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Return to 3rd Quarter 2019 articles.

The title of this month's lead article is Knowing God Through His Word. The scene is a teen girl reading the Bible.

The cover of our 3rd quarter 2019 journal shows a teen girl reading the Bible.

We have been publishing this journal since 1970, and in all those years we have written numerous articles dealing with evidence for the existence of God from a scientific perspective. We have talked about cosmology and the question of the creation of time, space, matter/energy, and we have considered approaches from quantum mechanics and relativity. We have given many evidences of a teleological perspective, that there is design in the creation that cannot be explained by chance. We have dealt with those human characteristics that are not a product of the brain and suggest that we have been created in God's image. We have also talked about the concept of morality and why humans can be moral. All of these arguments tend to say that “there is something out there” without identifying in any detail what the nature of that “something” is.

Abstract model of Big Bang in outer space.

In our first quarter edition of this journal, we talked about why we exist and knowing God can help us go further with that understanding. In the second quarter, we talked about knowing God through his creation. The existence of beauty tells us something about the nature of God. Quantum mechanics and the evidence of dimensions beyond the space/time continuum in which we exist are now hot scientific topics that tell us more about what and who God is. God's capacity to love transcends the human ability to get past the struggles of life. The fact that God is outside of time answers our concerns about the future. It also enables us to comprehend how we can look to God as a friend during hard times.

In this discussion, we want to explore the fact that we can also know God through his Word. If the Bible is inspired, then it should help us to know God. If I might inject a personal parallel to this discussion, my relationship with my wife took place in a similar way. When my first wife Phyllis died in 2008, I found myself desperately in need of something that would replace what had been a good marriage. Through a series of unlikely connections, I began writing to a woman who had attended one of my presentations in Grand Junction, Colorado. In a period of months, I came to know this person well enough to believe that we had so much in common that marriage was possible. That marriage happened with virtually no personal contact. While there have been a few surprises, we are now in our tenth year of marriage, and the relationship has blessed me.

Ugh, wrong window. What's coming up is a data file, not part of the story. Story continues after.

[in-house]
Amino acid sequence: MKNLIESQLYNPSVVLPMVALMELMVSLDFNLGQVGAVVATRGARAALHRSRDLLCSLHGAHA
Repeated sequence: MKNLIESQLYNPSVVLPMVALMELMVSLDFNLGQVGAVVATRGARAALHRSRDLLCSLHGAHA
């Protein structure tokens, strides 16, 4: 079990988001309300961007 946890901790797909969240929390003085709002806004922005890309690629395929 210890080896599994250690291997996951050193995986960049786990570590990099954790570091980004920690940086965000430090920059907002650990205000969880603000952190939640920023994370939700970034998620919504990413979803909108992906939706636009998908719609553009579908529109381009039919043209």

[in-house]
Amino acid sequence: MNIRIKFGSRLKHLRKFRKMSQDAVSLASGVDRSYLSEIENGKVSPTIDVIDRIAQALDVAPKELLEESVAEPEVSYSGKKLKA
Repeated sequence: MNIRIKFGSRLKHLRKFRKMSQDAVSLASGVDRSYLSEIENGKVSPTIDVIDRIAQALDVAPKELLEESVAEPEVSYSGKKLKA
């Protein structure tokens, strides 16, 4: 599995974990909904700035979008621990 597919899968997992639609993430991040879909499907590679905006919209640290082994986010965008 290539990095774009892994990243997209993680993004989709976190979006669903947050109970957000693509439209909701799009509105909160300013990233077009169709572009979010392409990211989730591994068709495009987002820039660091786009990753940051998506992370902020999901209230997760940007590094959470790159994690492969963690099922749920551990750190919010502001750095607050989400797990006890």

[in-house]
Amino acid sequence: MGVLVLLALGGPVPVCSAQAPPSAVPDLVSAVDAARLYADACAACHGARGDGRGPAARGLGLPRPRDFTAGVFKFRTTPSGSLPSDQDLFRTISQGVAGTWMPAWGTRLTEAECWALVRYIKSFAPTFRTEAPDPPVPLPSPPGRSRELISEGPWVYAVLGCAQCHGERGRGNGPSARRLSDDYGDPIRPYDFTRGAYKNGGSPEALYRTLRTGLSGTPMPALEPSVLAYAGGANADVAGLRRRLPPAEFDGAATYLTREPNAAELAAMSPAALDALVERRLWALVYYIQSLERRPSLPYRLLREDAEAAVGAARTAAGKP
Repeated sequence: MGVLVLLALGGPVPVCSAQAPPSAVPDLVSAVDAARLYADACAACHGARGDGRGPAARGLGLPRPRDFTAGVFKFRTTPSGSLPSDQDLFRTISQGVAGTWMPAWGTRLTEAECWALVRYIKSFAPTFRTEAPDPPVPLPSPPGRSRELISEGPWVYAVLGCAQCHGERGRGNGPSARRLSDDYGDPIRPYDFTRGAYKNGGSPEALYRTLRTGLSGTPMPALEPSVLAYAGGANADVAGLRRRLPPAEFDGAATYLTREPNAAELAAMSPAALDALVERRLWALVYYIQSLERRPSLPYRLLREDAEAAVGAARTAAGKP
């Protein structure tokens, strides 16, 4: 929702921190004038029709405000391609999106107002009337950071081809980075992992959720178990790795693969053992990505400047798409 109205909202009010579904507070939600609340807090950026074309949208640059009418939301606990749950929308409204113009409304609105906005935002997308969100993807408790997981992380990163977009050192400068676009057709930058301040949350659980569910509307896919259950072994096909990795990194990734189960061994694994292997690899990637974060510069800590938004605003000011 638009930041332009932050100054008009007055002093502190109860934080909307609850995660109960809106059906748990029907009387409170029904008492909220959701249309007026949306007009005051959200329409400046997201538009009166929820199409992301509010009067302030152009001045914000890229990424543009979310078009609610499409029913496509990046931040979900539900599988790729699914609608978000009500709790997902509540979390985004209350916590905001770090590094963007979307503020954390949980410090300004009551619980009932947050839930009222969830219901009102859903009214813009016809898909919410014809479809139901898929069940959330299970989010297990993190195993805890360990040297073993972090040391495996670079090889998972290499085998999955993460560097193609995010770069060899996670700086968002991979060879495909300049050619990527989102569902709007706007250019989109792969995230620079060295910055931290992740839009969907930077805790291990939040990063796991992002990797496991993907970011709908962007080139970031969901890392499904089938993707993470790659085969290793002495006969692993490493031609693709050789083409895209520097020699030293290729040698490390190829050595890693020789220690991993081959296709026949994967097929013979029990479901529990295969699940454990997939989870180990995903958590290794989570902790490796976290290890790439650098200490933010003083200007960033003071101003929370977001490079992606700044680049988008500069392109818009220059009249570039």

In the same way, I have come to know God through his written Word. John 1:1 tells us that “In the beginning was the Word” and verse 14 tells us “the Word became flesh.” 1 John 1:1-2 refers to the same Word as the “Word of life. The life appeared; and we have seen it and testify to it.” The Greek word used in these verses is “logos,” and that word conveys what the dictionary calls “the distinct and superfinite Personality.” There are five different ways in which the Bible helps me know God, just as the written correspondence with my wife Cynthia enabled me to know her before we were in each other's physical presence.


Hen and chicks

Our culture is obsessed with concerns about gender. Whether it is “#MeToo” or transgender or sexual identity, people today tend to couch everything in some sexual way. The Bible repeatedly presents God in a way that transcends sexual concerns. When Proverbs 8 finds wisdom challenging us, wisdom is presented in the feminine gender. When Jesus portrays God reaching out to Jerusalem in Matthew 23:37 he portrays himself as a hen gathering her chicks. When Paul writes to the Galatians in Galatians 3:28 he says, “There is neither Jew nor Gentile, neither slave nor free, nor is there male and female, for you are all one in Christ Jesus.”


Mineral stone in a hand

We have all been around men and women who radiated kindness and fairness. You cannot read the life of Christ and not see that he attracted people by his fairness, his mercy, and his kindness. When the woman in John 8:1-11 was caught in the act of adultery and brought to Jesus with the suggestion that she should be stoned, the response of Jesus was kind and fair. He confronted the accusers with the challenge, “Let any one of you who is without sin be the first to throw a stone at her.” Jesus did not condone her sin, but his kindness and compassion radiated the attitude God has towards our struggles. The word “eleos” translated “mercy” in passages like Matthew 5:7; 9:13; 12:7; and James 5:11 is most accurately translated kind and benevolent. The Old Testament word “chesed” in Hebrew involves loving kindness but is translated “mercy” in our English translations. When we think we see God being unkind or unfair, it is always a situation where humans are ignoring God's purpose and reaping the consequences of what they have done. We tend to look selfishly at our own immediate gratification and not at the long term purpose of God when he does not act in the way we think he should, or when we think he should.


Portrait of a happy family in a park